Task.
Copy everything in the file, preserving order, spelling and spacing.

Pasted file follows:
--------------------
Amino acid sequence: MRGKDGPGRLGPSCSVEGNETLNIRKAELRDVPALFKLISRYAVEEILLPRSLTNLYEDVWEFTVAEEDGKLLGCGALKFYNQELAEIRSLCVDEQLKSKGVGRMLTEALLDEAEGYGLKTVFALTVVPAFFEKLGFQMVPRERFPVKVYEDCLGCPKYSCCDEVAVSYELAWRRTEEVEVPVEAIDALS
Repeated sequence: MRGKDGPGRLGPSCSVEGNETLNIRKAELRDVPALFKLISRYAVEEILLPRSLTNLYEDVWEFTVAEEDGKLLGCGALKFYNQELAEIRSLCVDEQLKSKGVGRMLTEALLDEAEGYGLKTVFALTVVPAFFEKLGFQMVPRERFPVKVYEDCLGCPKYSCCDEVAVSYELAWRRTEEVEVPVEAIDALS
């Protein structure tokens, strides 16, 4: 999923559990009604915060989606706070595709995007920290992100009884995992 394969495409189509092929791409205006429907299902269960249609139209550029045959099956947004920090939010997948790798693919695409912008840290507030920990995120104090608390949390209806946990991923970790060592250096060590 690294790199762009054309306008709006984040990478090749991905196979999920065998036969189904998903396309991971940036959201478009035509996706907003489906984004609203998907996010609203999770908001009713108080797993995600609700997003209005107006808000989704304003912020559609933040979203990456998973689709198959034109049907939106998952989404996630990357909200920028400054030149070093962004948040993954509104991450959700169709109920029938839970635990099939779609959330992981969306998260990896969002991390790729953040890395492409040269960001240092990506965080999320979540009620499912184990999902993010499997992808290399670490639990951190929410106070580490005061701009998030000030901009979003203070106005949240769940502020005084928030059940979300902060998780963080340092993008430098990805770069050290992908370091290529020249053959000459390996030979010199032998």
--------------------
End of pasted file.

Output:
Amino acid sequence: MRGKDGPGRLGPSCSVEGNETLNIRKAELRDVPALFKLISRYAVEEILLPRSLTNLYEDVWEFTVAEEDGKLLGCGALKFYNQELAEIRSLCVDEQLKSKGVGRMLTEALLDEAEGYGLKTVFALTVVPAFFEKLGFQMVPRERFPVKVYEDCLGCPKYSCCDEVAVSYELAWRRTEEVEVPVEAIDALS
Repeated sequence: MRGKDGPGRLGPSCSVEGNETLNIRKAELRDVPALFKLISRYAVEEILLPRSLTNLYEDVWEFTVAEEDGKLLGCGALKFYNQELAEIRSLCVDEQLKSKGVGRMLTEALLDEAEGYGLKTVFALTVVPAFFEKLGFQMVPRERFPVKVYEDCLGCPKYSCCDEVAVSYELAWRRTEEVEVPVEAIDALS
């Protein structure tokens, strides 16, 4: 999923559990009604915060989606706070595709995007920290992100009884995992 394969495409189509092929791409205006429907299902269960249609139209550029045959099956947004920090939010997948790798693919695409912008840290507030920990995120104090608390949390209806946990991923970790060592250096060590 690294790199762009054309306008709006984040990478090749991905196979999920065998036969189904998903396309991971940036959201478009035509996706907003489906984004609203998907996010609203999770908001009713108080797993995600609700997003209005107006808000989704304003912020559609933040979203990456998973689709198959034109049907939106998952989404996630990357909200920028400054030149070093962004948040993954509104991450959700169709109920029938839970635990099939779609959330992981969306998260990896969002991390790729953040890395492409040269960001240092990506965080999320979540009620499912184990999902993010499997992808290399670490639990951190929410106070580490005061701009998030000030901009979003203070106005949240769940502020005084928030059940979300902060998780963080340092993008430098990805770069050290992908370091290529020249053959000459390996030979010199032998």